Norman Allan
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Art and Fiction



Bookish and I drove up the 400 in the Professor's chauffeur driven Lincoln Continental. There was new snow on the ground and everything looked virgin pure as if from a long time ago. And the tyres sang.

I studied Bookish. The badge, the crossed dollar on the Professor's lapel, teased me. "Are you working for the Company?" I asked.

Beamish was taken aback. "No. Not significantly," he answered quickly. "'Why do you ask?"

"Oh, nothing." I turned away. I had great misgivings about the social and spiritual atrophy which seemed so often to afflict academicians. I myself am a retired bird brain surgeon, having in my youth taken baby chick brains to pieces to see what made them twit. When a baby chick is happy it calls an ascending tone. When it is unhappy it cries a descending note. Dr. Pashanski called this phenomenon the Twitter-Peep Continuum. It upset me that the world had laughed.

I had demonstrated that the chick's vocal system was the expression of three oscillatory effectors. The phase relationship between these oscillators determined whether the animal voiced an ascending or a descending phrase. Nice and nasty, then, was represented in the bird's brain as the phase relationship between two semi-linked oscillations. I shrieked eureka. The pleasure principle is a matter of good and bad vibrations. The academic world turned its back on me with incomprehension. I plotted oscillations and cycles and scientific revolutions through the night.

"What use is it all?" my wife had asked.

"Well... er... it's good to know things," I had answered, but she had failed to recognise me for the genius I was. "Poor little chicks," she said wading through the sea of discarded graphs and draughts that littered the floor, she found the door, and left.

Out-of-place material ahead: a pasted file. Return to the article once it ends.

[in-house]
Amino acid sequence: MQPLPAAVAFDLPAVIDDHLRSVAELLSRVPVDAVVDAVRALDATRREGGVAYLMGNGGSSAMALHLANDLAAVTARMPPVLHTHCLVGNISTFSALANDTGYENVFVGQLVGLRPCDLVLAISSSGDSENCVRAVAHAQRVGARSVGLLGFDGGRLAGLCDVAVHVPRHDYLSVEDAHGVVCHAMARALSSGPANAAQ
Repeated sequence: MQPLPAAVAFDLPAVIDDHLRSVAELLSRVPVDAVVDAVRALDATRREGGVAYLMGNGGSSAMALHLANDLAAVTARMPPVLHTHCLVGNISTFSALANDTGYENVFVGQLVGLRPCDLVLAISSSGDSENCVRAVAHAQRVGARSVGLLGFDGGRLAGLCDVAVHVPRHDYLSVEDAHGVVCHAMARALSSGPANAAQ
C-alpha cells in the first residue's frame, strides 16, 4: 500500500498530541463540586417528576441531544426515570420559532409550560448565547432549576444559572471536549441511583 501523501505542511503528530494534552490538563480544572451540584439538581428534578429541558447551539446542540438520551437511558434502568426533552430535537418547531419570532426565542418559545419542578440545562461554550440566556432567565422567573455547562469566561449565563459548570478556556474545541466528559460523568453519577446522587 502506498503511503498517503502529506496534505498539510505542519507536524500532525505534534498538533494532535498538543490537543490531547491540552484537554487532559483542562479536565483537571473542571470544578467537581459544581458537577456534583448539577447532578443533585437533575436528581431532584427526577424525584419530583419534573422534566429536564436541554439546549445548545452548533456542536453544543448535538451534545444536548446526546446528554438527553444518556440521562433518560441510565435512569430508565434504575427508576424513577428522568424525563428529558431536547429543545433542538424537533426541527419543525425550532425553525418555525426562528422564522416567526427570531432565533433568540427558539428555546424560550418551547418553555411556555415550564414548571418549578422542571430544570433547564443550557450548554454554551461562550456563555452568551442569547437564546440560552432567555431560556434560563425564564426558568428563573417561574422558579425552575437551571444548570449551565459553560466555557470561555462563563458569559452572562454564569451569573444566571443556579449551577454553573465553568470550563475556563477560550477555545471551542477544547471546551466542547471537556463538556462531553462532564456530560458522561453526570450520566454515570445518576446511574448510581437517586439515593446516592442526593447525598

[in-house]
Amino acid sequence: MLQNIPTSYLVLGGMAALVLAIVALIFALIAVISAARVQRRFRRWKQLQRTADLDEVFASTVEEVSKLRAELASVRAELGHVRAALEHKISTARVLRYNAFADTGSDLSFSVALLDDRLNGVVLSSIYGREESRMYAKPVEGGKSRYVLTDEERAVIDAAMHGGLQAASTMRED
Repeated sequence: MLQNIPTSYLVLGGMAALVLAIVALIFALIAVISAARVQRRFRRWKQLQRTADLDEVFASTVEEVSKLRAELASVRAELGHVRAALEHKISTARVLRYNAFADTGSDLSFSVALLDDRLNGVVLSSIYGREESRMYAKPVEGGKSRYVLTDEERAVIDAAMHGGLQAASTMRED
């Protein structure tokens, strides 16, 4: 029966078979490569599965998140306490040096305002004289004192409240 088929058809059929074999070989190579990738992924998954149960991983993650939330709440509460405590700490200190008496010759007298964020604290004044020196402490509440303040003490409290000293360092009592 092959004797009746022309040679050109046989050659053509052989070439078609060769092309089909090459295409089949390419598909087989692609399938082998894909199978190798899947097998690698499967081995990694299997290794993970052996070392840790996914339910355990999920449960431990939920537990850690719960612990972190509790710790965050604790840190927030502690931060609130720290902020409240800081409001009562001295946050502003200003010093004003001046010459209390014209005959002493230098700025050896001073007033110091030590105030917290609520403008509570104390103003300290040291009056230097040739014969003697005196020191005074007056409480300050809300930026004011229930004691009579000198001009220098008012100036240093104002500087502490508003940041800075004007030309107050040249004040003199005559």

Driving up the 400 in the pink Lincoln, Bookish fumbled with the electricals, the sounds, while I, like an amused child, explored the liquor cabinet. I poured myself some Tequila, scored a big cigar. The circulophonics surround me with living presence. It is a cold spiritual lament played on Chilean harp.

"Ah, Terra del Fuego," I marxed. "I remember it well."

"You've been there. You've heard this actually performed." said Bookish in awe.

I flashed my eyebrows. "Well, not this, but you get the same far away cadences is Tasmanian abo chants, and in old ballads from round about St. Ives, Land's End. People who feel they are near the edge."

"Remarkable," said Bookish.

After some moments a small frown came and puzzled my brow. "What was that you were saying back in the restaurant about the lost chord of Israel?"

The question startled Beamish. He sat bolt upright and, throwing an apprehensive glance at the chauffeur, he answered hesitantly. "Those matters which the Company consults with me upon touch on this, hum, area. I can say no more."

"I thought you said you weren't working for the...?"
"Nothing significant."
"That's all very well," I urged, "but you can hardly expect me to do effective fieldwork if I don't know what theory we're trying to prove."

Beamish scowled. "That's so. I see that's so," he muttered napponishly. "Well, as you know, there are certain associations between themes, a heritance, as it were, like you get with languages, the Indo-European languages all tracing back to the Sanskrit, so with music there is a similar kinship: that is to say, we can run a genealogy of certain elements in the music and find the family connections, and we find a close kinship existing on many obfuse levels between, for instance, Celtic music and European church music. And then we find the same themes, expressed in different modalities, in classical Greek and in African musics. And again we pick up similar themes in other folk music in Europe, North Africa, and the Middle East, in the apparently most dissimilar of musics, and the incidence of occurrence of these themes correlates with the migrations of the Jewish peoples in the Diaspora. It all seems to focus back on ancient Egypt and..."

"This your turn off?": gruffed the driver. The sign, "Aurora, Nobleton", loomed, flashed past.
"No, no, the next," bumbled Beamish. "Now where were we? Oh yes, Egypt... well, never mind. Now these experiments I was telling you about..."

Professor Bookish was taking me out for a tour of the U of T's Holland Marsh SoundEculture Project, of which Bookish was very proud, for here the pure theory and rhetorics of musical obscura was producing practical results: feeding bellies, earning dollars.